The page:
Kabul attack – atrocious War Crime
The very core of the doctor-public relationship is the unspoken contract of medical health professionals doing their best to alleviate and cure the sufferings of the latter. A recent terrorist attack in Afghanistan’s capital has fatally disturbed this trust relation by using deception and trickery.
The Taliban claimed responsibility for the bomb blast attack in Kabul on the 27th January 2018, in which more than 100 people died and almost 300 were injured. Attackers used at least two vehicles painted as ambulances, one of which was loaded with explosives and exploded when it was stopped at a security checkpoint. The driver passed through the first checkpoint by telling the police officers that he was escorting a patient to the hospital, and detonated the explosives at the second.
The terrorist bomb blast took place in one of the busiest and most heavily protected parts of the city, close to hospitals, schools, offices, foreign Embassies and Government buildings, including the Jamhuriat Hospital and the Consulates of the European Union and India. It was the worst attack in the Afghan capital since a truck-bomb near the German Embassy killed 150 people in May. The recent attack, in the heart of what is considered the most secure part of the city, has renewed concerns, not only over the ability of the authorities to keep people safe, but also over the tremendous amount of deadly strategies employed by terrorist outfits.
Despite a major tightening in checks following the attack near the German Embassy, the ambulance was able to get through the checkpoints, apparently without much difficulty.
Tadamichi Yamamoto, the Chief of the United Nations mission in Afghanistan, vehemently condemned the terrorist attack, emphasizing the despicable way, the terrorists have resorted to:
“I am particularly disturbed by credible reports that the attackers used a vehicle painted to look like an ambulance, including bearing the distinctive medical emblem, in clear violation of international humanitarian law”.
However, this attack in Kabul is not the only incident where terrorists have disguised themselves as medical personnel. In March 2017, ISIS militants, dressed as doctors, detonated a suicide vehicle-borne improvised explosive device at the entrance gate of the Sardar Mohammad Daud Khan Hospital, after which they entered the facility armed with AK-47s, grenades and suicide vests and fought with security forces for hours, killing at least 49 people and injuring more than 63.
Surviving staff described two interns in their 20s, who had worked in the hospital for months, as participants in the attack with one being the initial suicide bomber. The Defense Ministry spokesman Mohammad Radmanish later on confirmed this statement by saying that “the attack was carried out from both outside and inside”. Two floors containing patients, known to be affiliated with violent extremist groups, were purposefully not targeted.
The Afghan President, Ashraf Ghani, condemned the attack while highlighting the sanctity of hospitals: “In all religions, a hospital is regarded as an immune site and attacking it is attacking the whole of Afghanistan”. Similarly, the spokesperson for the US embassy in Kabul highlighted that “Targeting a medical facility, which provides care for the brave Afghans and works to protect their fellow citizens, has no possible justification in any religion or creed".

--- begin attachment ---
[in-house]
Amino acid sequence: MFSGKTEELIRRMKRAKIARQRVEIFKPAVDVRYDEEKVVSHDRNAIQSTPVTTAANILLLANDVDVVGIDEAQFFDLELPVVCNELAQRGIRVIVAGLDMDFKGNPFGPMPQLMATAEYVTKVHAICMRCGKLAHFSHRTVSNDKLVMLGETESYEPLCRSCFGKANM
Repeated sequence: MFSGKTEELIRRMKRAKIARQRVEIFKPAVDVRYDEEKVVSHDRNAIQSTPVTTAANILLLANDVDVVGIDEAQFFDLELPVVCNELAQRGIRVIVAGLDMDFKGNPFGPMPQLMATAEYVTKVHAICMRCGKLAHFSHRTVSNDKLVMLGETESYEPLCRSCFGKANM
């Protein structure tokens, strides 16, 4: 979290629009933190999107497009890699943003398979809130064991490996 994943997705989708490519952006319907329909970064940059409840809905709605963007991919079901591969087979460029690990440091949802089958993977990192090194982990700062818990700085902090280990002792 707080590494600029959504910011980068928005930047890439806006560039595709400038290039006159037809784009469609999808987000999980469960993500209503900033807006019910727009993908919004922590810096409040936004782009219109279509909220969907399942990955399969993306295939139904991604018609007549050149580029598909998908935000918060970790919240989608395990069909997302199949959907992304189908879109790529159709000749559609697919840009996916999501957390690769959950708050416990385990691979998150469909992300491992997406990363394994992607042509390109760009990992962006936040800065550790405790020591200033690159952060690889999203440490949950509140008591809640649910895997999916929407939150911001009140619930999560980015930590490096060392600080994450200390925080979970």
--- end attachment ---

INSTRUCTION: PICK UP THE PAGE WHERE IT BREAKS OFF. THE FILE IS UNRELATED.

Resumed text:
The United Nations Assistance Mission in Afghanistan emphasizes that attacks on hospitals are violations of International Humanitarian Law (IHL) and could amount to war crimes, urging all warring parties to respect and protect all medical workers, clinics and hospitals. The duty of treating patients, including wounded soldiers, and the correlating protection of civilians, health care personnel and medical facilities has been at the core of international Humanitarian Law since its inception in 1864. Commanders and combatants who willfully violate these principles are responsible for war crimes and terrorists hiding under the disguise of doctors are culpable of committing the war crime of perfidy – pretending to have a civilian status and acting in good faith with the intention of committing an attack when the unsuspecting target is indefensible.
A recent report by the global network, Watchlist on Children and Armed Conflict, reveals that acts of aggression directly targeting health care staff or hospitals in Afghanistan have sharply increased since 2014. Between January 2015 and November 2016, 441 attacks were carried out against medical staff and 240 attacks against medical facilities. This has led to thousands of lost lives, severe shortages of medical supplies, limited access to health care for big proportions of the population and ultimately the erosion of the healthcare system in the entire country.
“The situation is absolutely unacceptable to the people,” commented the former Government Minister, Abdul Hadi Arghandiwal in regards to the 27/01 attack. “The government spends a lot of time and energy in political rivalry and infighting at a time when it has to pay more attention to security”.
The Geneva Conventions stipulate the obligation to protect the wounded and sick, without discrimination and in respect of the rules of medical ethics. However, such heinous terrorist attacks do not only have grave repercussions on aid institutions by denying the protection necessary for them to function properly, but further undermine the doctor-patient relation by deceitfulness and imposture. The general public’s faith in witnessing a resolution to this destructive warfare is weakened, if not yet extinguished.
The Afghan Government needs to urgently address its dysfunctions and overall ineffectiveness through more rigorous law enforcement and security staff trainings and the adoption of better checkpoint systems.